# If benzene and toluene have pure vapor pressures of "700 torr" and "600 torr" respectively at a certain temperature, then upon mixing equal mols of both together, what is the mol fraction of benzene above the solution phase?

May 31, 2017

I got $0.5385$.

Benzene and toluene are very similar (can you look up their structures?), so they form an essentially ideal solution.

Raoult's law for ideal solutions would work well here.

${P}_{A} = {\chi}_{A \left(l\right)} {P}_{A}^{\text{*}}$

where:

• $A$ is benzene and $B$ is toluene.
• ${\chi}_{k \left(l\right)}$ is the mol fraction of $k$ in the solution phase.
• ${P}_{A}$ is the partial vapor pressure of $A$ above the solution.
• $\text{*}$ indicates the pure substance.

We also know from Dalton's law of partial pressures for ideal gases that the total pressure above the combined solution, ${P}_{A B}$, is described by:

${P}_{A B} = {P}_{A} + {P}_{B}$

The partial pressure above the solution is precisely the thing described by Raoult's law. So:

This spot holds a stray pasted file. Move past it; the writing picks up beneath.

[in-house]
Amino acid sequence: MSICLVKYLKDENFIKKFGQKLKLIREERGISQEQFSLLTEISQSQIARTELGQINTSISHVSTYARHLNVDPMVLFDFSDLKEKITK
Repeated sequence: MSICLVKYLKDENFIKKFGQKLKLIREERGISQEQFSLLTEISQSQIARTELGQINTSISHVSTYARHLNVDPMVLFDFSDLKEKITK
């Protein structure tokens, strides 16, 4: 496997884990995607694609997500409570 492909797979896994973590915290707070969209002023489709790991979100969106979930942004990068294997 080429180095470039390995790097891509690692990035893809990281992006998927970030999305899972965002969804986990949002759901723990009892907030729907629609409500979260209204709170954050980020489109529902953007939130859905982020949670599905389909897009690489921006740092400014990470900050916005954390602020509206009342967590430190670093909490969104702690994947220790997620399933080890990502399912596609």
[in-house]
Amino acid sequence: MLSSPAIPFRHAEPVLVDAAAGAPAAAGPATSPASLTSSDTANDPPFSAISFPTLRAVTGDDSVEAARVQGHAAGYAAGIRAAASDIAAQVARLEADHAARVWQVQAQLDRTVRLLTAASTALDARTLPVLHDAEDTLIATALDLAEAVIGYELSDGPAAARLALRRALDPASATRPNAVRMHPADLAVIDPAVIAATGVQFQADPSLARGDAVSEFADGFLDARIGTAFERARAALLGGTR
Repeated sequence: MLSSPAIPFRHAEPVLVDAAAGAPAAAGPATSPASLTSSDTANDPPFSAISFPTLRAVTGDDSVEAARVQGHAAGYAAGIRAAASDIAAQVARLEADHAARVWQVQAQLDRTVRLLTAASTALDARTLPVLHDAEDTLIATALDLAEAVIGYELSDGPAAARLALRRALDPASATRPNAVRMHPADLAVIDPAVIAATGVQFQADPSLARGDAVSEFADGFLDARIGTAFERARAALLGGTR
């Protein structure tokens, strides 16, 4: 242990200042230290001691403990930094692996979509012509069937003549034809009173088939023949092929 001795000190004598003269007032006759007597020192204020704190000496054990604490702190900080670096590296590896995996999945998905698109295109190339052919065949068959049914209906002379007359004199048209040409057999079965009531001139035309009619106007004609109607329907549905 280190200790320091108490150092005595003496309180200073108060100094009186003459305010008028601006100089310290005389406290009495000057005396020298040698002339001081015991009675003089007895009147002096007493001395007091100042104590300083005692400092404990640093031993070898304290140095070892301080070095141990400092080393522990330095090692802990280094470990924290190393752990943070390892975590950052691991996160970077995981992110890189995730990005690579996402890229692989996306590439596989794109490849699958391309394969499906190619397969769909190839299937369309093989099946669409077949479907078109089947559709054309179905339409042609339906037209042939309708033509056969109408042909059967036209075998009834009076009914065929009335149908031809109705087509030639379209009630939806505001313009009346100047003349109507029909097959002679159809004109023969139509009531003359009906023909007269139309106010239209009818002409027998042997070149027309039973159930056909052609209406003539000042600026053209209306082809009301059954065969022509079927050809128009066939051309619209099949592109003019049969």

${P}_{A B} = {\chi}_{A \left(l\right)} {P}_{A}^{\text{*" + chi_(B(l))P_B^"*}}$

It may seem like not enough information is provided, but we know that equal mols of both were mixed, so ${\chi}_{A \left(l\right)} = {\chi}_{B \left(l\right)} = 0.5$.

$\implies {P}_{A B} = 0.5 {P}_{A}^{\text{*" + 0.5P_B^"*}}$

$= 0.5 \left({P}_{A}^{\text{*" + P_B^"*}}\right)$

$= 0.5 \left(\text{700 torr" + "600 torr}\right)$

$=$ $\text{650 torr}$

Now, we know the definition of partial pressure is that:

${P}_{A} = {\chi}_{A \left(v\right)} {P}_{A B}$,

where ${\chi}_{A \left(v\right)}$ is the mol fraction of $A$ in the vapor phase.

Notice the distinction here... we are now regarding the components in the vapor phase above the solution, NOT the components in the solution.

Therefore:

$\textcolor{b l u e}{{\chi}_{A \left(v\right)}} = {P}_{A} / {P}_{A B}$

$= \frac{{\chi}_{A \left(l\right)} {P}_{A}^{\text{*}}}{{P}_{A B}}$

= ((0.5)("700 torr"))/("650 torr")

$= \textcolor{b l u e}{0.5385}$